To see this it is easiest to use the Price equation. The Price equation divides the covariance between a trait and relative fitness into within and between group components. It is easy and convenient to use this partitioning to make the point I want to make, but it is important to emphasize that the Price partitioning should never be equated with group and individual selection (Are you listening West and Gardner?).
Imagine we have a metapopulation in which individuals interact within groups but not between groups. The individuals interact in some manner that affects all individuals in the group in the same way. That is, perhaps they release waste products into their environment and everybody gets equally poisoned, or on a more positive note, perhaps they release some chemical public good. Further imagine that we have a trait, z, that is influenced by direct genetic effects (DGE), indirect genetic effects (IGE) and environmental effects. Thus, the trait value of the ith individual in the jth deme is:
Zij = DGEij + IGE.j + eij
Further imagine that the fitness of the ijth individual relative to the metapopulation mean fitness is wij, and the correlation between environmental effects and fitness is zero (just to get them out of the way).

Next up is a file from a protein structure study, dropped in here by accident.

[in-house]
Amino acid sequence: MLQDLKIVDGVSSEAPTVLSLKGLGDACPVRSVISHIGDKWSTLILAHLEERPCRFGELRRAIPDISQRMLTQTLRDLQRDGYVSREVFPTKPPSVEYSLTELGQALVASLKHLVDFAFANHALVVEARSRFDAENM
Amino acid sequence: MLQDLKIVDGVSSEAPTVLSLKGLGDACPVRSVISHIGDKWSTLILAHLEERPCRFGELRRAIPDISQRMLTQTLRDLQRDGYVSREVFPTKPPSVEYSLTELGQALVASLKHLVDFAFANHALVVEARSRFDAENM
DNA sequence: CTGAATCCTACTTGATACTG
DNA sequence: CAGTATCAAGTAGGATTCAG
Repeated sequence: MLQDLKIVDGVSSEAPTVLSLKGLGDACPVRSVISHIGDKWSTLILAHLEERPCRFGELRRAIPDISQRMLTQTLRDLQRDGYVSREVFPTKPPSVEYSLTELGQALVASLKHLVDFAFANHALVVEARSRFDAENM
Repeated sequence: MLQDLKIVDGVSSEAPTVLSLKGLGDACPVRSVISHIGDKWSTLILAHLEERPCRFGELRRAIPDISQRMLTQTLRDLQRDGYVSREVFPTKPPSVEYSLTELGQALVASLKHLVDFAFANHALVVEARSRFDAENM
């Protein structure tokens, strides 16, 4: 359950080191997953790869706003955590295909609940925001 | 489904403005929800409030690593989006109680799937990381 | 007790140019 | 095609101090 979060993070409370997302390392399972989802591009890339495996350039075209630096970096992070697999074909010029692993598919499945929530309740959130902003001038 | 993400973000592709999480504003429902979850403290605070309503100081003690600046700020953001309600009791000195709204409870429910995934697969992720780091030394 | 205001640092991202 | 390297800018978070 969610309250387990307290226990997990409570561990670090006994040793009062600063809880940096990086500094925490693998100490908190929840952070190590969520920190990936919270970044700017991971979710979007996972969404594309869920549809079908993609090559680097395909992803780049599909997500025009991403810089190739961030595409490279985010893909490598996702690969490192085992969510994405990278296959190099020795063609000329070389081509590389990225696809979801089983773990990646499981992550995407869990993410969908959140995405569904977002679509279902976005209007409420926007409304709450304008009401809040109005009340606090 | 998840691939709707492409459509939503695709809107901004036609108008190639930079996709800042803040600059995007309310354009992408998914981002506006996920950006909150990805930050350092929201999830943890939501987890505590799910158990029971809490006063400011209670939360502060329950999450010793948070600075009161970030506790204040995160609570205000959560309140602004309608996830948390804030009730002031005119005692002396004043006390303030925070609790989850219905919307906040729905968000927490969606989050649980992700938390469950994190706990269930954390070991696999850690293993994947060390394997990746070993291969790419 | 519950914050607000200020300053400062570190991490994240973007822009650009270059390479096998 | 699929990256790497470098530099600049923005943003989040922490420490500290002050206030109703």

To bring this back to my posts on Gardner, if I was following his model, at this point what I would want to do is partition the “total breeding value” so I could compare it with his partitioning of Fisherian breeding values. “Breeding value” is defined by Fisher (1930, Falconer and MacKay 1996) to be the average value of an individual’s offspring measured as a deviation from the population mean. This breeding value assumes that there is no population structure and that offspring interact randomly with other individuals in the population. Because they ignore population structure Fisherian breeding values cannot be partitioned. Bijma and Wade (2008. JEB 21: 1175-1188) solved this by defining “Total Breeding Value” to be the average value of an individual’s offspring measured in their native social environment as a deviation from the metapopulation mean. Unlike Fisherian breeding values, total breeding values can be partitioned. If you prefer to partition total breeding values replace “z” with total breeding value in the equation below, and replace DGE’s and IGE’s with their additive genetic equivalent.